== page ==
Flap failure represents the most serious complication of free tissue transfer. This should occur in fewer than 10% of cases, and, in many experienced surgeon’s hands, fewer than 5% of patients experience flap failure. Given the gross violation of both the oral and sinonasal cavities, wound infections occur infrequently. These can be handled in most cases with local wound care or antibiotic treatment. [2]

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Future and Controversies

Controversy currently exists regarding which patients/defects to reconstruct with primary microvascular free tissue transfer versus obturation or a combination of both strategies. [1, 9] At the authors’ institution, patients with large defects (> 50% of the hard palate) generally benefit from free tissue transfer. Patients without residual dentition, elderly patients who have limited life expectancy, or those who prefer obturation over free tissue transfer are reconstructed with an obturator.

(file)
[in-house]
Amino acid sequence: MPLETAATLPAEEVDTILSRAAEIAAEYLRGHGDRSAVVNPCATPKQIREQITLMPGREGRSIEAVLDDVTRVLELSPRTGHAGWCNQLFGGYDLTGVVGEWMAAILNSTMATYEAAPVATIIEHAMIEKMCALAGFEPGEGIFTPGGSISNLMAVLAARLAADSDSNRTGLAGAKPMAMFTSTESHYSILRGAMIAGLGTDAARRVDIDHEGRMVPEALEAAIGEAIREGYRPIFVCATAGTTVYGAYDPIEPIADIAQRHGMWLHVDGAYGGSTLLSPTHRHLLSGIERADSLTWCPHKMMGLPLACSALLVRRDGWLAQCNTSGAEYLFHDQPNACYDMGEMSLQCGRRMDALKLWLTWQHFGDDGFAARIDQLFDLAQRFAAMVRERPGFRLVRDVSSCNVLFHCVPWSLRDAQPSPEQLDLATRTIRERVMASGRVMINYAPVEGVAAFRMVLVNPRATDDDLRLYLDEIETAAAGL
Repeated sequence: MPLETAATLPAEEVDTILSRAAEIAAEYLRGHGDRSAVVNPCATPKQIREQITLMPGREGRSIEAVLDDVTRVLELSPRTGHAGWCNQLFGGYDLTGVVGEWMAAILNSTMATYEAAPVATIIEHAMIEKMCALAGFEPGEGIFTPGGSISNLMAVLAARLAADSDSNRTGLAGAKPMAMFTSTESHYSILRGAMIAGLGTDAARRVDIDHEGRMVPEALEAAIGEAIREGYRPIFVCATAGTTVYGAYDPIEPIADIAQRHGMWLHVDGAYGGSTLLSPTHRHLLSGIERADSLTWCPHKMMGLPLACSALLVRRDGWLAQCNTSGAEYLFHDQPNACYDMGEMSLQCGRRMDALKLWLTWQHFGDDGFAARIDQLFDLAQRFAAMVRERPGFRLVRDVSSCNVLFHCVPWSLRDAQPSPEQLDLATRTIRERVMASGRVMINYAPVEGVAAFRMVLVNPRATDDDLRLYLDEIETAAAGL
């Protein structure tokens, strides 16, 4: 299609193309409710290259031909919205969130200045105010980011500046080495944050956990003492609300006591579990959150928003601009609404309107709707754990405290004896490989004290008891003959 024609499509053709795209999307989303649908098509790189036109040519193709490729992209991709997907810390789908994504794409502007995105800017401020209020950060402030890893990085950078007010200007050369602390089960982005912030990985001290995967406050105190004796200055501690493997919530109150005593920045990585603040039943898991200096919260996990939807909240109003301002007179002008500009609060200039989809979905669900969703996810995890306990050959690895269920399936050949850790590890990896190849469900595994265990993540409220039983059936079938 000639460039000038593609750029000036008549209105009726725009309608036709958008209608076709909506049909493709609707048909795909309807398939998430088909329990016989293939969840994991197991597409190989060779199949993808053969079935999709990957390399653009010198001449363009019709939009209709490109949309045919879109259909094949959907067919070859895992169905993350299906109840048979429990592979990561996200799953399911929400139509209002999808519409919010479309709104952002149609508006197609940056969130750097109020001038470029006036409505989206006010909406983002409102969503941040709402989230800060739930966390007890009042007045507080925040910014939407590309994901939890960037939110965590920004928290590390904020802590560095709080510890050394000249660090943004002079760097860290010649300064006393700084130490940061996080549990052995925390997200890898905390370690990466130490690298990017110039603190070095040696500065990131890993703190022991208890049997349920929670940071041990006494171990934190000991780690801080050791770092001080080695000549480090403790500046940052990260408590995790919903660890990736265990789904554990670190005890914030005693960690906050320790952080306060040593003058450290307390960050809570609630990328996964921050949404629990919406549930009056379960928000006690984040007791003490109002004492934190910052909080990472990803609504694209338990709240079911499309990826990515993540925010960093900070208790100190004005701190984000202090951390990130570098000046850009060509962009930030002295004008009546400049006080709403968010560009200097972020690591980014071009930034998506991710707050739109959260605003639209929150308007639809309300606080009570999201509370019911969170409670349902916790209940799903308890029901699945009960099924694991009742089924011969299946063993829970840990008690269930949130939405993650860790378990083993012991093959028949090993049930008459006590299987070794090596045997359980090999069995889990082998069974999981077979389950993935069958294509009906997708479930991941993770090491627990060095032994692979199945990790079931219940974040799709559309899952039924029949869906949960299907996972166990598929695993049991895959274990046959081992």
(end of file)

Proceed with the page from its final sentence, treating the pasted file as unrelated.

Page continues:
Another controversial question that arises is whether or not to place osseointegrated implants in patients requiring adjuvant radiotherapy after fibula free tissue transfer. [1] Further, the timing of osseointegrated implant placement has been debated. At the authors’ institution, we typically delay implant placement at least 12 months after completion of adjuvant radiotherapy. Some authors have advocated concurrent hyperbaric oxygen therapy to reduce the risk of osteoradionecrosis following the placement of osseointegrated implants.